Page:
Starting in 2020, St. Paul will set aside $50 in a savings account at Bremer Bank for every child born this year or later, who either lives in the city or moves to St. Paul by age six. The program’s boosters say it seeks to “instill a college-going mindset in children while boosting the financial literacy of their parents.”
Of course, St. Paul doesn’t have the money for this. Instead, the money comes from the bipartisan Omnibus Education bill (HF1), which allocates $500,000 to the program over two years. No doubt more money will be asked for later.
But instead of routing the money through Minnesota’s existing 529 college-savings plan, which offers state and federal income benefits as well as growth-potential via the stock market, St. Paul’s Melvin Carter has opted to place the money in savings accounts at Bremer Bank. Those savings accounts yield just 1.05 percent each year.
Yet inflation has averaged over 2 percent over the last several decades, and college-price inflation has been much higher. That means that in real, inflation-adjusted terms, given historical inflation trends, the Melvin Carter money will be worth around half what it is now by the time these kids get to college—not that $50 is a lot of money relative to college anyways.
Not only that, but 1.05 is a terrible return, even for a savings instrument, given the money is locked up for almost two decades. The 10 Year Treasury yield, for example, is at roughly 1.80 percent. The Treasury with a 20 year maturity yields over 2 percent.
St. Paul officials say the reason they didn’t opt for the state’s much-more-efficient 529 plan is because it requires a social security number, which undocumented children don’t have. And to counter the criticism of a low return, St. Paul’s website says that “Families can contribute additional money and watch their college savings and dreams grow along with their child over time.”
A sweetheart deal for Bremer
Even if the money is in the stock market, it might buy a overpriced college book in a couple decades (in the savings account, it will buy an overpriced college meal). But what the money does do is get Bremer Bank access to cheap funding. Banks depend on deposits that won’t run away to loan money out longer term—in the form of things like mortgages or auto loans—in order to make most of their profit. The more deposits a bank has, the more loans it can make, the more profitable it can be.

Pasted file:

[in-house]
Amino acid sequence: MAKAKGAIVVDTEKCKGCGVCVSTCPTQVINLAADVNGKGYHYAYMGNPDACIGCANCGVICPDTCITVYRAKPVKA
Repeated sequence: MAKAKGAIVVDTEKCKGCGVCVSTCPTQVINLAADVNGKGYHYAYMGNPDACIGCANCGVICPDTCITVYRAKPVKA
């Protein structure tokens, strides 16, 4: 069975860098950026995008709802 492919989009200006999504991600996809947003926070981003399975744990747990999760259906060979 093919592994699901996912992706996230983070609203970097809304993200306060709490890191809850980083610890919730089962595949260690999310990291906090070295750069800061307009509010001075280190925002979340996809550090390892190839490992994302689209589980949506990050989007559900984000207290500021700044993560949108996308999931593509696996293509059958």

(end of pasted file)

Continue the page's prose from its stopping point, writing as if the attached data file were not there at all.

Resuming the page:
Assuming the program continues as-is, by 2038, the city and state taxpayers may make around $4.6 million in “contributions” that will sit in deposits at Bremer. Even better for Bremer if some parents add to this pile of money with private funds.
Even more importantly, Democrat Mayor Melvin Carter’s program gives the bank an opening to more customers. Sure, the city of St. Paul says that Bremer promised not to use the customer data to sell other banking products. But the city also says that the benefit of using Bremer is to allow residents access to a brick-and-mortar presence. And of course, people are free game for cross-selling once they walk into a Bremer branch to access their kid’s account.
How did Bremer get the contract? The official story is that Bremer won out over two other local financial institutions to get the program, and has pledged $30,000 in college savings “matching.” But the ties between some of Bremer’s top executives and the Minnesota Democrat Party raise serious questions.
For one, Erin Dady, currently the Chief Marketing Officer for Bremer, has been heavily involved in state Democratic politics. She was even the Chief of Staff for former Democrat mayor of St. Paul Chris Coleman, the mayor just before Melvin Carter. That’s an incredibly important position in politics, and essentially made her the number-two in that office. And Dady has also allegedly assisted Carter with fundraising. That seems to be a glaring conflict of interest.
Dady was even appointed by Carter to be on the committe that ended up chossing Dady’s employer.
Given the program is tied to state money, it would be puzzling if the state’s Legislative Auditor did not get involved.